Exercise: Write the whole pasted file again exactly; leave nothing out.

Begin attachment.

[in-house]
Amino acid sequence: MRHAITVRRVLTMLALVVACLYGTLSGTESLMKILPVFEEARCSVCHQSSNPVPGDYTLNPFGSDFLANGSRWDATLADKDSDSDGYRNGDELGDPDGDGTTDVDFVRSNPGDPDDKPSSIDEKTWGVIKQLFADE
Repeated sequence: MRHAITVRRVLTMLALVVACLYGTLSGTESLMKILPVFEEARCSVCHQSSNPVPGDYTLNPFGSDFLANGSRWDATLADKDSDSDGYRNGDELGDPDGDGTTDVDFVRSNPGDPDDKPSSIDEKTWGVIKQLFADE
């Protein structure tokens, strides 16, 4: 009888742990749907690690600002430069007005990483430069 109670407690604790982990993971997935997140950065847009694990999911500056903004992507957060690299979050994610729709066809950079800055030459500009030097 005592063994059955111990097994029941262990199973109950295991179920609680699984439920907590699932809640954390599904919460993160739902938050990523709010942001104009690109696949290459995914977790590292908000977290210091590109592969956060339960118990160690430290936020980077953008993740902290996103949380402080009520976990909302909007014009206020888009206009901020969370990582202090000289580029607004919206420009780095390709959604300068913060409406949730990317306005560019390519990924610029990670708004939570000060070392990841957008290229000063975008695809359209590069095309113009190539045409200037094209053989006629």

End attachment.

[in-house]
Amino acid sequence: MRHAITVRRVLTMLALVVACLYGTLSGTESLMKILPVFEEARCSVCHQSSNPVPGDYTLNPFGSDFLANGSRWDATLADKDSDSDGYRNGDELGDPDGDGTTDVDFVRSNPGDPDDKPSSIDEKTWGVIKQLFADE
Repeated sequence: MRHAITVRRVLTMLALVVACLYGTLSGTESLMKILPVFEEARCSVCHQSSNPVPGDYTLNPFGSDFLANGSRWDATLADKDSDSDGYRNGDELGDPDGDGTTDVDFVRSNPGDPDDKPSSIDEKTWGVIKQLFADE
């Protein structure tokens, strides 16, 4: 009888742990749907690690600002430069007005990483430069 109670407690604790982990993971997935997140950065847009694990999911500056903004992507957060690299979050994610729709066809950079800055030459500009030097 005592063994059955111990097994029941262990199973109950295991179920609680699984439920907590699932809640954390599904919460993160739902938050990523709010942001104009690109696949290459995914977790590292908000977290210091590109592969956060339960118990160690430290936020980077953008993740902290996103949380402080009520976990909302909007014009206020888009206009901020969370990582202090000289580029607004919206420009780095390709959604300068913060409406949730990317306005560019390519990924610029990670708004939570000060070392990841957008290229000063975008695809359209590069095309113009190539045409200037094209053989006629």